• I have always appreciated “Dagger John” also Gerard. He had his flaws: nepotism, a blindess towards the evil of slavery, etc, but take him all in all, he was a very good man who fought with everything he had for the Church, his flock and America. May God send us many such bishops in our hour of need.

  • Yes, Hughes was a powerhouse. His influence is still felt in Catholic NYC, make no mistake. People forget that the bishops had real moxie in those days, protecting their flocks. Men of valor and aggressive faith. Feisty, fighting men! Equally exciting was the vigor of Catholic bishops in the Southeastern US, around the same time. Those men had it rough, but they were in the trenches with their persecuted flocks, and it was said that southern Catholics had nothing to fear “so long as they were within one hundred miles of a bishop’s altar.”

    (sigh). The episcopate is decidedly due for a comeback.

  • Not sure I’d want a bishop who thought it was OK to do the bidding of a sitting president by going over to Europe to convince Napoleon not to take sides in the War Between the States; or one who would actually try to persuade poor Irish young men to come fight for the Union Army (where they were often used as cannon fodder by their WASP officers); nor would I want a bishop who, Wolsey-like, sought to dissuade the Holy See itself from being more sympathic to the Confederate cause than Rome already clearly was.

    Fortunately, we’ve come to realize that bishops should not allow themselves to be used as tools of politicians for purely secular political ends.

  • All good and valid points, Tom. I wouldn’t say that men like Dagger John were necessarily steeped in heroic virtue…and I daresay that modern bishops have all sorts of new & exciting ways of letting themselves be manipulated and maneuvered by contemporary powers, just as they themselves manipulate and maneuver. Plus ça change, plus c’est la même chose, after all.

    I think Mr. McClarey was making the point that these “Dagger John” kinds of American bishops knew how to take care of “their own” in some powerful and unambiguous ways–ways that could be viewed as very admirable in their intensity; ways that some of us would like to see applied today.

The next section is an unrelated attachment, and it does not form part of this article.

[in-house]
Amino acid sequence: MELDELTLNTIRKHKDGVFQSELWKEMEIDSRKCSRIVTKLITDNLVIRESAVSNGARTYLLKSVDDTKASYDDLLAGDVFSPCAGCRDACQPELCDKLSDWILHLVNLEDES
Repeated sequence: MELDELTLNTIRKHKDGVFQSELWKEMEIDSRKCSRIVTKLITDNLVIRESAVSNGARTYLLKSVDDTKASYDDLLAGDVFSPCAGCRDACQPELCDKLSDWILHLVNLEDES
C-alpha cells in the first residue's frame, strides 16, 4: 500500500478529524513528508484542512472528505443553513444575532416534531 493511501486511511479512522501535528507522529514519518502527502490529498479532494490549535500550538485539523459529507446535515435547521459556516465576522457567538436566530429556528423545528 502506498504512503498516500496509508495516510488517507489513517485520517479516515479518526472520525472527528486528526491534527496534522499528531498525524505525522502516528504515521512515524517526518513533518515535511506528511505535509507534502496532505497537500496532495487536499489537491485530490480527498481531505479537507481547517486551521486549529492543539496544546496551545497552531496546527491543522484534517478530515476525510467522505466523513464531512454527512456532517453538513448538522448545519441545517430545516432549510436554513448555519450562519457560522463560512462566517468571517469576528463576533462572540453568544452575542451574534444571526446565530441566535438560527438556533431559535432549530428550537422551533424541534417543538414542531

Though, without the more unsavory flaws-o-the-day, of course.

  • “or one who would actually try to persuade poor Irish young men to come fight for the Union Army (where they were often used as cannon fodder by their WASP officers); ”

    Oh give it a rest Tom. Have you ever heard of the Irish brigade? Yeah, there were a lot of WASP officers in that outfit! Not to mention the fact that WASPS were also dying in huge numbers to preserve the Union and that the most dangerous job in the war was to be a junior officer in an infantry or cavalry regiment.

    We get it Tom. You wish the Confederacy had won the war. “Dagger John” and “Honest Abe” and a whole lot of other Union men made that impossible. I do not take exception to your right to hold that belief. The country was divided during the Civil War and it still is in historical memory. However, I do not think it is fair to attack Hughes simply because he supported the side that you wish had lost in the Civil War, no more than I would think it fair to attack Southern Catholic ecclesiastics, some of whom will be featured by me in future posts, simply because they supported the Confederacy. Comparing Hughes to Wolsey is simply a pejorative since Lincoln was no Henry VIII attacking the Church or seeking a reversal of some past papal action, and the iron-spirited Hughes was no slavish servant of secular power, but rather a man who supported the Union cause because he thought it right.

  • Hi, I just discovered this blog and it looks interesting. I live in Springfield, Illinois, just a few blocks from Lincoln’s home and I am a geek for all things historic, political and Catholic so this blog is right up my alley!

    The Cathedral of the Immaculate Conception here in Springfield (built in the 1920s and currently under renovation) has a stained-glass window that shows Lincoln sending Hughes off to France to talk Napoleon III out of recognizing the Confederacy. You can see it at this link:

    http://www.flickr.com/photos/msabeln/2020317376/in/photostream/

    It’s one of several windows depicting great moments in American Catholic history. They are staying in place during the renovation and are being restored to look better than ever.

    It might seem odd to some that a Catholic church would depict a non-Catholic figure of American secular history but I suppose the point is that God accomplishes His purposes through the workings of both Church and State, just as was the case in the time of Christ and long before that.

  • Thank you for the interesting information about the Cathedral Elaine! My family and I live in Dwight, Illinois. Each year in July we go down to Springfield to see the Lincoln Museum, and what a superb place that is, and to say prayers at the Lincoln tomb for the repose of the souls of Mr. Lincoln and his family. The next time we are down we will stop in at the Cathedral, assuming the renovation is comlete, and look at the windows. The type of windows you describe reminds me of a stained glass window showing a WWI American doughboy kneeling at the foot of the cross which is at the Saint John’s chapel at the Newman Center at the University of Illinois in Urbana.

  • Thanks for the quick reply Donald! Be forewarned that the Cathedral renovation is likely to take the rest of this year, so you may have to wait until next year to see this.

    There is another window on that side of the Cathedral that shows soldiers massed in front of the Illinois Capitol, being blessed by a chaplain before they march off to World War I (it would still have been referred to as “The Great War” at the time the window was made).

    I have also visited St. John’s Chapel in Champaign and THAT is one of the most beautiful churches I have ever seen. It was built in 1926, two years before the Springfield Cathedral.

  • Thanks for the tip as to the renovation Elaine. One of the high points for me during my seven years at the U of I was worshiping at Saint John’s. I especially loved the regular midnight mass on Saturdays which was usually packed.